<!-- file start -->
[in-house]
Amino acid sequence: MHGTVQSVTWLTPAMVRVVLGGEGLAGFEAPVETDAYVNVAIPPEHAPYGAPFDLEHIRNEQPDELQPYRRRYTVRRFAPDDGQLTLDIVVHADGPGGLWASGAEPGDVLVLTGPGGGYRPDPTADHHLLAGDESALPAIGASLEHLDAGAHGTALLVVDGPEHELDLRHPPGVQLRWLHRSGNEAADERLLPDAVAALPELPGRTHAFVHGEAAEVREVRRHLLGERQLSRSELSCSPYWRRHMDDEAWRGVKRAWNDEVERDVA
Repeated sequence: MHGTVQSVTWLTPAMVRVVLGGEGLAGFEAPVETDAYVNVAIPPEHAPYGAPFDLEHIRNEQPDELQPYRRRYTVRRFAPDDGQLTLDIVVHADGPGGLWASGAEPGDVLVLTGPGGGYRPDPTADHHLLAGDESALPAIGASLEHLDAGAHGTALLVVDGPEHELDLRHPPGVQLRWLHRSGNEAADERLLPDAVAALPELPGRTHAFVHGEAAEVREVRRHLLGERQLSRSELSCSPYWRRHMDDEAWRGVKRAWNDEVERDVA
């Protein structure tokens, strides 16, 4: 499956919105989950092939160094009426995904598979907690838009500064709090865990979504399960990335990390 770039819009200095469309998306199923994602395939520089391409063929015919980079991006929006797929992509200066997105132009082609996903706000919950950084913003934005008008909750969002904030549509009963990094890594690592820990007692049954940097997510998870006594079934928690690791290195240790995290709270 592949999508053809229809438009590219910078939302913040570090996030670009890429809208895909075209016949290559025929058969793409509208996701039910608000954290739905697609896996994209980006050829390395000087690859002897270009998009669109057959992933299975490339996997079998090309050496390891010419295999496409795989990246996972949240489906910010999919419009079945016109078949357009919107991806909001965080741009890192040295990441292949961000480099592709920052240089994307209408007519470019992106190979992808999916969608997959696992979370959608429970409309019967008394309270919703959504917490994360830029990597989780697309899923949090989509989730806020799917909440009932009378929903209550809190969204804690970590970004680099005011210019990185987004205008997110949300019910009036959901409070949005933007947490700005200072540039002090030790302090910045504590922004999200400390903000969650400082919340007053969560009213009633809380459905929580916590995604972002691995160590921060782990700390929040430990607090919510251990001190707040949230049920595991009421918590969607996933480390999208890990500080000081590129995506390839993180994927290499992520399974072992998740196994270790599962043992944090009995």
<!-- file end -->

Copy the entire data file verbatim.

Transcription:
[in-house]
Amino acid sequence: MHGTVQSVTWLTPAMVRVVLGGEGLAGFEAPVETDAYVNVAIPPEHAPYGAPFDLEHIRNEQPDELQPYRRRYTVRRFAPDDGQLTLDIVVHADGPGGLWASGAEPGDVLVLTGPGGGYRPDPTADHHLLAGDESALPAIGASLEHLDAGAHGTALLVVDGPEHELDLRHPPGVQLRWLHRSGNEAADERLLPDAVAALPELPGRTHAFVHGEAAEVREVRRHLLGERQLSRSELSCSPYWRRHMDDEAWRGVKRAWNDEVERDVA
Repeated sequence: MHGTVQSVTWLTPAMVRVVLGGEGLAGFEAPVETDAYVNVAIPPEHAPYGAPFDLEHIRNEQPDELQPYRRRYTVRRFAPDDGQLTLDIVVHADGPGGLWASGAEPGDVLVLTGPGGGYRPDPTADHHLLAGDESALPAIGASLEHLDAGAHGTALLVVDGPEHELDLRHPPGVQLRWLHRSGNEAADERLLPDAVAALPELPGRTHAFVHGEAAEVREVRRHLLGERQLSRSELSCSPYWRRHMDDEAWRGVKRAWNDEVERDVA
């Protein structure tokens, strides 16, 4: 499956919105989950092939160094009426995904598979907690838009500064709090865990979504399960990335990390 770039819009200095469309998306199923994602395939520089391409063929015919980079991006929006797929992509200066997105132009082609996903706000919950950084913003934005008008909750969002904030549509009963990094890594690592820990007692049954940097997510998870006594079934928690690791290195240790995290709270 592949999508053809229809438009590219910078939302913040570090996030670009890429809208895909075209016949290559025929058969793409509208996701039910608000954290739905697609896996994209980006050829390395000087690859002897270009998009669109057959992933299975490339996997079998090309050496390891010419295999496409795989990246996972949240489906910010999919419009079945016109078949357009919107991806909001965080741009890192040295990441292949961000480099592709920052240089994307209408007519470019992106190979992808999916969608997959696992979370959608429970409309019967008394309270919703959504917490994360830029990597989780697309899923949090989509989730806020799917909440009932009378929903209550809190969204804690970590970004680099005011210019990185987004205008997110949300019910009036959901409070949005933007947490700005200072540039002090030790302090910045504590922004999200400390903000969650400082919340007053969560009213009633809380459905929580916590995604972002691995160590921060782990700390929040430990607090919510251990001190707040949230049920595991009421918590969607996933480390999208890990500080000081590129995506390839993180994927290499992520399974072992998740196994270790599962043992944090009995």